Downtime

Some swelling and bruising of the injected area may occur after the procedure but usually subsides within a few days. Occasionally a bruise may persist for more than a week and require treatment with Hirudoid cream or laser to breakdown the old blood under the skin. Blood thinning medications such as Aspirin and anti inflammatories should be avoided for at least 10 days prior to the procedure to reduce the risks of bruising.

Ice packs, compression of the injected areas following treatment  and elevation of the face at night with extra pillows under the head can all reduce the risks of swelling and bruising.

The injected areas may be tender to the touch for several days following the procedure but this should settle over about a week.

Risks

As with any medical procedure there are risks associated with the injection of dermal fillers. Some minor risks which are more common and some more serious risks which are much less common.

Immediately following the procedure minor risks include swelling, bleeding and bruising. These usually resolve quickly within a few days to a week.

Less commonly some fillers may form lumps under the skin and these may need to be treated with injections to dissolve them or break them up if they are worrying the patient or if they are visible through the skin.

Very rarely a lump of filler can form and become infected requiring antibiotic or anti-inflammatory treatment to settle it.

Most complications can be avoided by thorough patient preparation and good injecting technique.

Discomfort

As with any injection into the skin there can be some discomfort associated with dermal filler treatment. This is usually mild and transient however, and can be easily managed with simple measures such as local anaesthetic cream, applying ice to the skin prior to the procedure and laughing gas ( nitrous oxide ) if necessary. Most fillers are now formulated with local anaesthetic in the filler or can be mixed with local anaesthetic so that the area becomes progressively less sensitive as the treatment proceeds.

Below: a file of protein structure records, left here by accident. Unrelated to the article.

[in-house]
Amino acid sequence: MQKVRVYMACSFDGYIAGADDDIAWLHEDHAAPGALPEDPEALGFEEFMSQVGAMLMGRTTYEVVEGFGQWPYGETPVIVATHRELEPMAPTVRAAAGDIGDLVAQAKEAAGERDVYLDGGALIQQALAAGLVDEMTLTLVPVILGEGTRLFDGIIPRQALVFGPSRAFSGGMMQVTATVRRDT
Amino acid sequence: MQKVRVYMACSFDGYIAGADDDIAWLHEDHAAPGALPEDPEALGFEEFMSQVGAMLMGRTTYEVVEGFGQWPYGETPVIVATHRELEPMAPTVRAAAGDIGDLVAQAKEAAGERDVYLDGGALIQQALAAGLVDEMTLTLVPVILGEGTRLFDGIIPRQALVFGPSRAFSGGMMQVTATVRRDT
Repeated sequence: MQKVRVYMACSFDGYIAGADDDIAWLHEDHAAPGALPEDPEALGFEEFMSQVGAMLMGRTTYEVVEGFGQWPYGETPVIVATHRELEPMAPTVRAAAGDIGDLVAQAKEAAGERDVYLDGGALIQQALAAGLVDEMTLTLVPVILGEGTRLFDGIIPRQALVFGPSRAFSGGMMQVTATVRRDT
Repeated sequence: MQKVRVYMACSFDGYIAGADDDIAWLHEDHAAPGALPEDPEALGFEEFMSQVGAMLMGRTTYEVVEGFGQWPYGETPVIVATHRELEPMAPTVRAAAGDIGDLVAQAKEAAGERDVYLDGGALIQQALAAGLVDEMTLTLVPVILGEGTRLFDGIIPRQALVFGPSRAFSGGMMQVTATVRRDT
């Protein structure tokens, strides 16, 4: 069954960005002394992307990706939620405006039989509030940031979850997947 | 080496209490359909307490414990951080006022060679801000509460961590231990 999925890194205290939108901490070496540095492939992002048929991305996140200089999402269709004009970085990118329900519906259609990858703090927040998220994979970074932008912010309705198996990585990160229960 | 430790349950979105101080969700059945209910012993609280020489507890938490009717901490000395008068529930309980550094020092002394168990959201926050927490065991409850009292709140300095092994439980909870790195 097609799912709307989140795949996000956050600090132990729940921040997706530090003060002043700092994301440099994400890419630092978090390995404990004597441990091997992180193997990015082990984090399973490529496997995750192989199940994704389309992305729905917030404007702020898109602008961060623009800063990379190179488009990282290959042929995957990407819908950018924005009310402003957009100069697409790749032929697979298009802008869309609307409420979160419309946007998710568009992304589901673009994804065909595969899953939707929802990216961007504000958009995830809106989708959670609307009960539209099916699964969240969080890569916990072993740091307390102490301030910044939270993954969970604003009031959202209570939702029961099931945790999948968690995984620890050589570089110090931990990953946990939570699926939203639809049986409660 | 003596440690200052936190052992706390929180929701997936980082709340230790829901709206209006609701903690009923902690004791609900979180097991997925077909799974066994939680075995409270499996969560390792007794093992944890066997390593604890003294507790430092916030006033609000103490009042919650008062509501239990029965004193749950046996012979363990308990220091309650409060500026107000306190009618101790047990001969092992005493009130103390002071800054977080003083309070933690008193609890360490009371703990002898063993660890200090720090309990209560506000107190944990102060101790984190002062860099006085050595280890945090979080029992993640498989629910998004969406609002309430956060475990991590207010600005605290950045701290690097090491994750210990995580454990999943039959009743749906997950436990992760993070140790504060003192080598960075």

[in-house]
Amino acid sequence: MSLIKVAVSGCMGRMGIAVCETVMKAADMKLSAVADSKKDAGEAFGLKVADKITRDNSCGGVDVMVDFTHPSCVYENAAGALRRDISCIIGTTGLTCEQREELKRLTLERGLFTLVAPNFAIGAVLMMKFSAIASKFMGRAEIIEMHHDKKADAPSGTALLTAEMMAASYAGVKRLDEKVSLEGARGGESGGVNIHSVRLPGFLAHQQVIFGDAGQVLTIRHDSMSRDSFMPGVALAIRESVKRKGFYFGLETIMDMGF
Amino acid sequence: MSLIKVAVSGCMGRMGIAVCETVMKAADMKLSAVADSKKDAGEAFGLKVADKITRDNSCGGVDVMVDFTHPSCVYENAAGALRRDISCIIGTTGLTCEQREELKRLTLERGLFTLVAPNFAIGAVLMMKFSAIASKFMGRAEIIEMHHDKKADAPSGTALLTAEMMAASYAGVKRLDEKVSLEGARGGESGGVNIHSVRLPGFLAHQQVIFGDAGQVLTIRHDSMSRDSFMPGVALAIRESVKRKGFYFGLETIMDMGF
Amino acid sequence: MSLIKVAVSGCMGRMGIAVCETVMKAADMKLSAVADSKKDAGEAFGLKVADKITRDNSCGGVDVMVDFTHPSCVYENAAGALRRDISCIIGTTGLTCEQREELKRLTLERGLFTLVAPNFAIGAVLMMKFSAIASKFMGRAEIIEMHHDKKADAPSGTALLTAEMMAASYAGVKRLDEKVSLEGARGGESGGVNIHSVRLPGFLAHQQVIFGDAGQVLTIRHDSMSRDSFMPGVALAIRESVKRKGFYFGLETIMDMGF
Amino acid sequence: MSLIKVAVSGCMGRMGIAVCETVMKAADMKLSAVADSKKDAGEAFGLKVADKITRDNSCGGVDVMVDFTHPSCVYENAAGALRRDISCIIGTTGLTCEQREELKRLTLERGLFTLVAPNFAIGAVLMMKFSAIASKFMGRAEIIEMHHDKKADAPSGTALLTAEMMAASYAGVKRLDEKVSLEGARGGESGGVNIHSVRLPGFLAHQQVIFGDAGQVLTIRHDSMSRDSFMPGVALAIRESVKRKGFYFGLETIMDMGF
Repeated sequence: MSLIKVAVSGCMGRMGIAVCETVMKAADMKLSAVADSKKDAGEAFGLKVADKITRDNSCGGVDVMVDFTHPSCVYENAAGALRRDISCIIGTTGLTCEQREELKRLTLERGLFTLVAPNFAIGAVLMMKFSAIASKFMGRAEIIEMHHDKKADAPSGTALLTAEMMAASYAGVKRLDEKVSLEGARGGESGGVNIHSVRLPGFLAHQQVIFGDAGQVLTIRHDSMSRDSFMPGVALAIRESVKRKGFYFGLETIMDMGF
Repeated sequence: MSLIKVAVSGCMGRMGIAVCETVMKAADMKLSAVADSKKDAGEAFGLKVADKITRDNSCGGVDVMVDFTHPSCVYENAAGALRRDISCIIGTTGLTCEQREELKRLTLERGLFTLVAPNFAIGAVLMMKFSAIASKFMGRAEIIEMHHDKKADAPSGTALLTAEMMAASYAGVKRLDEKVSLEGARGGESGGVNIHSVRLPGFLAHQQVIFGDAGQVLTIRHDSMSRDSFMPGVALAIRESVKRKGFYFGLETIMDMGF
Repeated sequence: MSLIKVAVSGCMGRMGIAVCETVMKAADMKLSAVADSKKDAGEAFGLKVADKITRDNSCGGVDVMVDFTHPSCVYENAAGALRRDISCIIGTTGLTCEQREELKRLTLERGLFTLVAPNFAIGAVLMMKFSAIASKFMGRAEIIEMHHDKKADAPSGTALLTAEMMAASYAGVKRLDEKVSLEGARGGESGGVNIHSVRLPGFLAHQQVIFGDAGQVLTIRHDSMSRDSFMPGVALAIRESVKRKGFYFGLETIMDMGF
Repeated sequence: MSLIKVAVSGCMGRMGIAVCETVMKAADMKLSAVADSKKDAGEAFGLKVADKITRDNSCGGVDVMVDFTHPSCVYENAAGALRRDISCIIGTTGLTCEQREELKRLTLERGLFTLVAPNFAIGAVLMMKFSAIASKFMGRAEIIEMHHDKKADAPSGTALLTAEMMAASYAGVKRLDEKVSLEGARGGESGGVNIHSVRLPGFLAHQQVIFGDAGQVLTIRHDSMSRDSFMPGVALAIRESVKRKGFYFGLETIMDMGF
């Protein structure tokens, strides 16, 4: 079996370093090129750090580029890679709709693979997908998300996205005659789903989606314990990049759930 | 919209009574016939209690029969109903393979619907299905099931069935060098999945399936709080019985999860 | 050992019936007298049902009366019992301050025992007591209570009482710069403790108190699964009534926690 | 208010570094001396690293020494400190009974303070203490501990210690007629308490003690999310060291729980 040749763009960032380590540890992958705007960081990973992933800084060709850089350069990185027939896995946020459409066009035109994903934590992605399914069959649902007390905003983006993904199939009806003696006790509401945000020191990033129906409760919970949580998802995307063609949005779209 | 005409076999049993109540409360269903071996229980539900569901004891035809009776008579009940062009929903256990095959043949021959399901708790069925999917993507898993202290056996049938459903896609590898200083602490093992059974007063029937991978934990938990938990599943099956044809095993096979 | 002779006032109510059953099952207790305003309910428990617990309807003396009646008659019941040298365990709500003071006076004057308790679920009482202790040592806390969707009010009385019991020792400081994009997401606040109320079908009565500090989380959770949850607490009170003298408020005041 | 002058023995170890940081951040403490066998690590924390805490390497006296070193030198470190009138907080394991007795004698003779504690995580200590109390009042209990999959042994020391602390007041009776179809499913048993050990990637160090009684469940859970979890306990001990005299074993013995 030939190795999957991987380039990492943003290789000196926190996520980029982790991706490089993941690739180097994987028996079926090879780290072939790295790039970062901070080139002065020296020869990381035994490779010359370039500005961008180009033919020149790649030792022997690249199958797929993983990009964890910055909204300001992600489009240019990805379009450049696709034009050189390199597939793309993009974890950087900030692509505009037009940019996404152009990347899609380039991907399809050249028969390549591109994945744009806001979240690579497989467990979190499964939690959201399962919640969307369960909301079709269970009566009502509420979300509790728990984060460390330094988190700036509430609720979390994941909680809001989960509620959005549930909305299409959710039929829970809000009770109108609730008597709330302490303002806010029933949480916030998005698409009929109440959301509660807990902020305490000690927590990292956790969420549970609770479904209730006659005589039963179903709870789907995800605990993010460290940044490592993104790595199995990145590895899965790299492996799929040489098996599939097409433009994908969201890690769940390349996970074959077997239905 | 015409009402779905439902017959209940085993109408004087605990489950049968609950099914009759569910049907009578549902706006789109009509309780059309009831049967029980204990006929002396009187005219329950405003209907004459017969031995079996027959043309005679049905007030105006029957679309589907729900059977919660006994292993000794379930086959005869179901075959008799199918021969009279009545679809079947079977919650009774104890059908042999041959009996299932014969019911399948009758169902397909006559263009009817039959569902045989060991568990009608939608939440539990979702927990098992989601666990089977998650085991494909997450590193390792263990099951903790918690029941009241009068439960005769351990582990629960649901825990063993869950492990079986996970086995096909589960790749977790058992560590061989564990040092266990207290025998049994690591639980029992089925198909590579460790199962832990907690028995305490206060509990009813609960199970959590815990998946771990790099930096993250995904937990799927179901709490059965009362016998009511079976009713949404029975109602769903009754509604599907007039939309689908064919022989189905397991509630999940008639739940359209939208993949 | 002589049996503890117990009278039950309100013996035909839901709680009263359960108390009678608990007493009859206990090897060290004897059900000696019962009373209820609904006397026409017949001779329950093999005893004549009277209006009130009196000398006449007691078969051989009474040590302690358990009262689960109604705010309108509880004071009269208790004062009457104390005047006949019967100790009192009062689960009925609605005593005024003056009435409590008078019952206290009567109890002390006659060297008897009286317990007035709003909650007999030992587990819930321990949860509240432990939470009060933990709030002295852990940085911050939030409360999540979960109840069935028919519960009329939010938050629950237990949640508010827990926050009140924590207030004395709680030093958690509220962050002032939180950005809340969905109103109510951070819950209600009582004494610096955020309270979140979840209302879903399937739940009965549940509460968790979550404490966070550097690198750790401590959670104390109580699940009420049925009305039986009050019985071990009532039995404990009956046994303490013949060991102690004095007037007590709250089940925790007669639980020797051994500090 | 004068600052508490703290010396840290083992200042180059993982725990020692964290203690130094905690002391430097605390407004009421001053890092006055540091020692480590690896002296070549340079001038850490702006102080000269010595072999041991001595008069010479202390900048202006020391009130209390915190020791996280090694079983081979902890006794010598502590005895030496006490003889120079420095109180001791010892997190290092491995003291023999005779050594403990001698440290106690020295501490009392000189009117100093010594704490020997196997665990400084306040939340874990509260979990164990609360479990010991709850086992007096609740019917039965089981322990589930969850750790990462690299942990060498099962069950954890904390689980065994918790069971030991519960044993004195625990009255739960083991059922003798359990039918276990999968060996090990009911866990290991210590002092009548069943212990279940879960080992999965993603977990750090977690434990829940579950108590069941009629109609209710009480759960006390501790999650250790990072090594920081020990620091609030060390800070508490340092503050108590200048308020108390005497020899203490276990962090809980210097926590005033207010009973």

There may be some mild tenderness at the injected areas for a couple of days after the procedure but this should resolve quickly and is not usually an issue.

Aftercare

Following treatment with dermal fillers the patient should take it fairly easy for the rest of that day and then refrain from vigorous exercise for a couple of days. Ice may be applied to the area immediately after the treatment and intermittently for short periods throughout the day following the procedure to reduce swelling and bruising from developing. The night after the procedure the patient should sleep with their head elevated on a couple of pillows to reduce the accumulation of fluid that results from lying flat overnight. The area should be kept clean and the patient must refrain from touching or picking the injected areas for 48 hours after the procedure to reduce the risk of infection.

Bruising can be minimised or avoided completely by applying firm pressure to injection sites immediately following the injections, particularly if any bleeding is noted. If bruising does occur it can be treated with a heparinoid cream such as Hirudoid / Lasonil or hidden with coverup make up for a few days until it settles. Rarely some bruises may persist for over a week and these can be treated with laser/IPL to hasten the breakdown of the old blood in the skin.

Costs

Dermal fillers vary somewhat in cost and are charged by the volume of product used. Costs are therefore determined by the volume and type of filler used and the technical difficulty of the area being treated. Small amounts of filler used to treat a few lines around the mouth or re-inflate tired lips can be as little as a few hundred dollars while larger treatments such as cheek augmentation and ” liquid face lifts ” may cost substantially more depending on the amount of product used.

 

Our team has 20+ years industry experience

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About Us

Dr Bruce Williamson has worked in Skin Cancer and Cosmetic Medicine for over 20 years. Growing up on Sydney’s Northern Beaches swimming, sailing and surfing, he saw a fair bit of sun himself in his early life and has developed a particular interest in the use of Lasers and Energy Based systems for rejuvenating sun damaged skin.

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Balgowlah, NSW 2093

Call (02) 9949 9988